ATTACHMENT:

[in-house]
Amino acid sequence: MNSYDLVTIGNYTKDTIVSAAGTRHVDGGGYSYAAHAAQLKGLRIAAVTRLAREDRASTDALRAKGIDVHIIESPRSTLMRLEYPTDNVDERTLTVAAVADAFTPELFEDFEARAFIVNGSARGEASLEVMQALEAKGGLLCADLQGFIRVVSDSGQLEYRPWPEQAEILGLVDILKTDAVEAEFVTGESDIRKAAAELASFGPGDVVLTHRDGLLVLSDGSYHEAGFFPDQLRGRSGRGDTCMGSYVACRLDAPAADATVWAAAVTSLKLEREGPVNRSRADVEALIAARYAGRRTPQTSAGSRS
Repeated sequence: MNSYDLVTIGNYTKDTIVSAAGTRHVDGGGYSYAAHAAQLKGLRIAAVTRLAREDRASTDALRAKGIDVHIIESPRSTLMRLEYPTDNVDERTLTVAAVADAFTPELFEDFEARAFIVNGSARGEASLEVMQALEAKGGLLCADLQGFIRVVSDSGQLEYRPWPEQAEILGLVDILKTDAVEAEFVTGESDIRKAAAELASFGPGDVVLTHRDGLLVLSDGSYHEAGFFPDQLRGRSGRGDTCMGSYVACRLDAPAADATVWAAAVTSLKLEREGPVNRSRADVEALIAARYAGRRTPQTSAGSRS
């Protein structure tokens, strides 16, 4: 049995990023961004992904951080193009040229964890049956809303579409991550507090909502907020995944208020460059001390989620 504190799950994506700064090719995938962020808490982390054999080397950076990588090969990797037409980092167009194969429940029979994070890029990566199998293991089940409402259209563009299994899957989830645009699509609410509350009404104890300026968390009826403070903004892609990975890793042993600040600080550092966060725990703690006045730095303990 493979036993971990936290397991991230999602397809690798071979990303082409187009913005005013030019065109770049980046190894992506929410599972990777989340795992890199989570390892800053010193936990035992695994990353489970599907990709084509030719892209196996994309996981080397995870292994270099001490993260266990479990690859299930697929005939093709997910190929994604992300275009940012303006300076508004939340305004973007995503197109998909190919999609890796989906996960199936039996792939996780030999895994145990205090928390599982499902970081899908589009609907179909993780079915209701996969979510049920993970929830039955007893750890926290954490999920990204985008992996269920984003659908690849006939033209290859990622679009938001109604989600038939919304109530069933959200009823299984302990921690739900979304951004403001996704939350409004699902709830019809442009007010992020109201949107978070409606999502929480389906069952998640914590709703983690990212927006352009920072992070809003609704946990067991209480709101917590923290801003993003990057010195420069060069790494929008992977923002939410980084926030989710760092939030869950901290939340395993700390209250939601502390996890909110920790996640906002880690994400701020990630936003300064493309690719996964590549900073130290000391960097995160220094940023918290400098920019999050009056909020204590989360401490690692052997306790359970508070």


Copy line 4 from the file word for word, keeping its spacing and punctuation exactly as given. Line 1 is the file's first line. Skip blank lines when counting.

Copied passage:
């Protein structure tokens, strides 16, 4: 049995990023961004992904951080193009040229964890049956809303579409991550507090909502907020995944208020460059001390989620 504190799950994506700064090719995938962020808490982390054999080397950076990588090969990797037409980092167009194969429940029979994070890029990566199998293991089940409402259209563009299994899957989830645009699509609410509350009404104890300026968390009826403070903004892609990975890793042993600040600080550092966060725990703690006045730095303990 493979036993971990936290397991991230999602397809690798071979990303082409187009913005005013030019065109770049980046190894992506929410599972990777989340795992890199989570390892800053010193936990035992695994990353489970599907990709084509030719892209196996994309996981080397995870292994270099001490993260266990479990690859299930697929005939093709997910190929994604992300275009940012303006300076508004939340305004973007995503197109998909190919999609890796989906996960199936039996792939996780030999895994145990205090928390599982499902970081899908589009609907179909993780079915209701996969979510049920993970929830039955007893750890926290954490999920990204985008992996269920984003659908690849006939033209290859990622679009938001109604989600038939919304109530069933959200009823299984302990921690739900979304951004403001996704939350409004699902709830019809442009007010992020109201949107978070409606999502929480389906069952998640914590709703983690990212927006352009920072992070809003609704946990067991209480709101917590923290801003993003990057010195420069060069790494929008992977923002939410980084926030989710760092939030869950901290939340395993700390209250939601502390996890909110920790996640906002880690994400701020990630936003300064493309690719996964590549900073130290000391960097995160220094940023918290400098920019999050009056909020204590989360401490690692052997306790359970508070």